by Moni Basu
(CNN) — David Grosso, 42, was born and raised in the metropolitan Washington area so it’s not tough to see why he’s a diehard Washington Redskins fan. Been going to games since he was a boy. Season ticket holder.
But Grosso, like so many others, objects to the name and mascot of his favorite team.
“The term Redskins is a racist and derogatory term,” he says.
These days, Grosso has the power to do something more than air his opinion. He was elected to the D.C. Council in November, and he plans to introduce a resolution Wednesday to rename the team to the Washington Redtails. That’s a tribute to the Tuskegee Airmen, though, Grosso says, there are plenty of redtail hawks in the area.
He’s open to other suggestions. He just wants the current name gone.
“District residents and their elected representatives should not tolerate commercial or other use of derogatory terminology relating to any people’s racial identity, or which dishonors any person’s race, or which dishonors the name Washington,” Grosso’s resolution says.
Grosso says his hometown, named after the nation’s first president, has been dishonored by association with what many Native Americans call the R-word because it’s just as offensive as the N-word.
“A good many Americans don’t know any Indians,” says Kevin Gover, who heads the Smithsonian Institution’s National Museum of the American Indian. “The Indian you see most often in Washington, D.C., is at a football game — at the expense of real Indians, real history, real culture. The petty stereotype has become expected.”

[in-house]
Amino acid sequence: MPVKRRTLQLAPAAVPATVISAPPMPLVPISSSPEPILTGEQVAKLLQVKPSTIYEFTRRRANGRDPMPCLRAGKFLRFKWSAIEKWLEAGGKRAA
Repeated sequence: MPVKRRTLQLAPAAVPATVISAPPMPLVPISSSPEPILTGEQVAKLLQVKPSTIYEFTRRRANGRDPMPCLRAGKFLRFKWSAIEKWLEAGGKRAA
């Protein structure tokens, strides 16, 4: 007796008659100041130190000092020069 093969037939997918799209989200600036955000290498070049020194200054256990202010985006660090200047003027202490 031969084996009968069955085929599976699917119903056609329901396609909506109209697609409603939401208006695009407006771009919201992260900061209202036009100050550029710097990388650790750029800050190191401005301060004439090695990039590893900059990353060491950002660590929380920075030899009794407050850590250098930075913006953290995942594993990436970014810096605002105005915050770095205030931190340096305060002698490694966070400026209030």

Grosso says he has the support of eight of the council’s 13 members; two more are leaning his way, he says. He has been circulating his proposed resolution to them ahead of a formal introduction. Grosso expects the resolution to pass, after which he will make sure team owner Daniel Snyder sees it.
Snyder has been quiet on the issue and thus far resisted, though efforts to get the name changed have gathered steam in recent months.
Amanda Blackhorse, a 31-year-old Navajo social worker, went to Washington in March to attend a hearing of the Trademark Trial and Appeal Board. She has petitioned to cancel the Redskins trademark on grounds that the name is racist. Suzan Shown Harjo filed a similar petition in 1992 and won, but later lost in the appeals process.
Also in March, several lawmakers introduced a bill in Congress that would amend the Trademark Act of 1946 to ban the term “redskin” in a mark because it is disparaging of native people. Among the sponsors of the bill is civil rights activist Rep. John Lewis, D-Georgia.
If passed, the bill would force the Washington football team to discard its trademarked name and ban the use of any offensive term in any future trademarks.